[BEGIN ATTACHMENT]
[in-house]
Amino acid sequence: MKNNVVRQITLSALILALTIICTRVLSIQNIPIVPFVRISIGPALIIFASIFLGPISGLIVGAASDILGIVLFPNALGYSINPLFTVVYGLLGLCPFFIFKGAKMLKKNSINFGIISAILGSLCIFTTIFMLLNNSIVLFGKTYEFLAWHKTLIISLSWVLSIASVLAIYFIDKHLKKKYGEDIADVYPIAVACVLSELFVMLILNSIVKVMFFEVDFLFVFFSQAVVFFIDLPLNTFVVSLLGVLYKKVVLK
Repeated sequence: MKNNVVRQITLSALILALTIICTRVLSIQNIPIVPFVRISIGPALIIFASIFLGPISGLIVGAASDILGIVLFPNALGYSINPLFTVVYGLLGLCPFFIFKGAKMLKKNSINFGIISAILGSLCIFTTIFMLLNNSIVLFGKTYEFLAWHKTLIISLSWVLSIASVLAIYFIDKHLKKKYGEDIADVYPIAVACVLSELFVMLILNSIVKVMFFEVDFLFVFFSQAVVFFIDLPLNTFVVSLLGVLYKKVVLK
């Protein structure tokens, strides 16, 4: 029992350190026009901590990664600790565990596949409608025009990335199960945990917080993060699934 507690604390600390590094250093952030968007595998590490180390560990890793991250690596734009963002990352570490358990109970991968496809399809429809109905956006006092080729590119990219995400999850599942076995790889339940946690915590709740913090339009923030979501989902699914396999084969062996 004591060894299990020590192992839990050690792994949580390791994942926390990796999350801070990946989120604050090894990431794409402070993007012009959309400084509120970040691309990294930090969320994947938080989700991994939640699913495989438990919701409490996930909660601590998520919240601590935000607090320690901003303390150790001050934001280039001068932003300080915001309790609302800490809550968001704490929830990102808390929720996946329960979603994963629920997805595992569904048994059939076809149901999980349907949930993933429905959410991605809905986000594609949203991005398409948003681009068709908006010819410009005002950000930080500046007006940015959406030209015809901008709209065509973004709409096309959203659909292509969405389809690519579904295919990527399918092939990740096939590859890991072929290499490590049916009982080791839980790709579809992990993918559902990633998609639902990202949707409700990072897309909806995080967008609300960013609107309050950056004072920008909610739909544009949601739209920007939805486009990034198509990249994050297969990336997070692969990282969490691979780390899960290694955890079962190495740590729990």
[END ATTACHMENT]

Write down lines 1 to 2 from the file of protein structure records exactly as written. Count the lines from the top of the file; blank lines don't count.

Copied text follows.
[in-house]
Amino acid sequence: MKNNVVRQITLSALILALTIICTRVLSIQNIPIVPFVRISIGPALIIFASIFLGPISGLIVGAASDILGIVLFPNALGYSINPLFTVVYGLLGLCPFFIFKGAKMLKKNSINFGIISAILGSLCIFTTIFMLLNNSIVLFGKTYEFLAWHKTLIISLSWVLSIASVLAIYFIDKHLKKKYGEDIADVYPIAVACVLSELFVMLILNSIVKVMFFEVDFLFVFFSQAVVFFIDLPLNTFVVSLLGVLYKKVVLK